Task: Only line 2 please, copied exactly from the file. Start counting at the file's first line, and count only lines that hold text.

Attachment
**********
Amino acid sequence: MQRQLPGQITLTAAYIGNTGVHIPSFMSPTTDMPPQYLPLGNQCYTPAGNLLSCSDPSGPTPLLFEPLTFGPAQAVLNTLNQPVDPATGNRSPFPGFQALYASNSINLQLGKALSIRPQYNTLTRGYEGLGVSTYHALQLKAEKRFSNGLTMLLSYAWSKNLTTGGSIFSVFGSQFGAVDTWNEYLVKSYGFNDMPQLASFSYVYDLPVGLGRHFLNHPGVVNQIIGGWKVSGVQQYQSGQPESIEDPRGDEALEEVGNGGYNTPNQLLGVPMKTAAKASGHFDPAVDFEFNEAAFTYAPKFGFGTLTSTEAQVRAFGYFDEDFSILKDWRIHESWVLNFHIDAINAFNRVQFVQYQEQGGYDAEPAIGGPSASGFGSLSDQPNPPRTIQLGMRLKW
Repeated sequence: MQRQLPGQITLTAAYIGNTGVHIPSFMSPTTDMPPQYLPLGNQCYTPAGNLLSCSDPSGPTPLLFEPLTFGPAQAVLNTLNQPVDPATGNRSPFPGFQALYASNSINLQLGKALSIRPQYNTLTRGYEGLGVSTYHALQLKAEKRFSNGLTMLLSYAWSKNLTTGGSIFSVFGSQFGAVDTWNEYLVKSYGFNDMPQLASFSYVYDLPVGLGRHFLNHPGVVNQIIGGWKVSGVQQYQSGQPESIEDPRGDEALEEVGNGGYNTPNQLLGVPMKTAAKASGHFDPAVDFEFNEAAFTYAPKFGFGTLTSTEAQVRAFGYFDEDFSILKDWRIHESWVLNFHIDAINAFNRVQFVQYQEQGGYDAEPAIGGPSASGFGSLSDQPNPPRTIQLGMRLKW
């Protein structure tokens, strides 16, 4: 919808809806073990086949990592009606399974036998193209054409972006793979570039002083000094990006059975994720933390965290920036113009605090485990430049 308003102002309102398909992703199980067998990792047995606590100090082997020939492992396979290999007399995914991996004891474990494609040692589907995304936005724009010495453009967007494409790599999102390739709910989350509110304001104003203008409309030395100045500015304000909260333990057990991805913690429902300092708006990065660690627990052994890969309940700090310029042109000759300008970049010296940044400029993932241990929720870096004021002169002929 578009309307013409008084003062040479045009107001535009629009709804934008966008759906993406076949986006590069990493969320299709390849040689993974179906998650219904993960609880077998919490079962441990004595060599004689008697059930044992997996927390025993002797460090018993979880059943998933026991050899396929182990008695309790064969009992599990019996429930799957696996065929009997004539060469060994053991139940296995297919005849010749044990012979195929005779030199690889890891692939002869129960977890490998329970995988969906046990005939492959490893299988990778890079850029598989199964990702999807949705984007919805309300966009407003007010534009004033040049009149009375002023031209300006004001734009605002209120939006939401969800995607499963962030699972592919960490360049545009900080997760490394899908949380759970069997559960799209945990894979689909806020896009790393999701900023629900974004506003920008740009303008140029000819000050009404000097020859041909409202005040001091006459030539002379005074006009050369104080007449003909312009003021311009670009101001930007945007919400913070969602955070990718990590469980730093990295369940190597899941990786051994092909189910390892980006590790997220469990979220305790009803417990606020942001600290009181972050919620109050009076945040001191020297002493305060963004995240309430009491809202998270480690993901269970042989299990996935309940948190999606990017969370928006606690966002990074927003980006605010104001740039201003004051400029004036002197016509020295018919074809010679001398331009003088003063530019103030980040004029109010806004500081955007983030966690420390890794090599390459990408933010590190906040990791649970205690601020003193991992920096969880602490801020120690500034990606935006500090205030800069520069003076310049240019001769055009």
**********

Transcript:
Repeated sequence: MQRQLPGQITLTAAYIGNTGVHIPSFMSPTTDMPPQYLPLGNQCYTPAGNLLSCSDPSGPTPLLFEPLTFGPAQAVLNTLNQPVDPATGNRSPFPGFQALYASNSINLQLGKALSIRPQYNTLTRGYEGLGVSTYHALQLKAEKRFSNGLTMLLSYAWSKNLTTGGSIFSVFGSQFGAVDTWNEYLVKSYGFNDMPQLASFSYVYDLPVGLGRHFLNHPGVVNQIIGGWKVSGVQQYQSGQPESIEDPRGDEALEEVGNGGYNTPNQLLGVPMKTAAKASGHFDPAVDFEFNEAAFTYAPKFGFGTLTSTEAQVRAFGYFDEDFSILKDWRIHESWVLNFHIDAINAFNRVQFVQYQEQGGYDAEPAIGGPSASGFGSLSDQPNPPRTIQLGMRLKW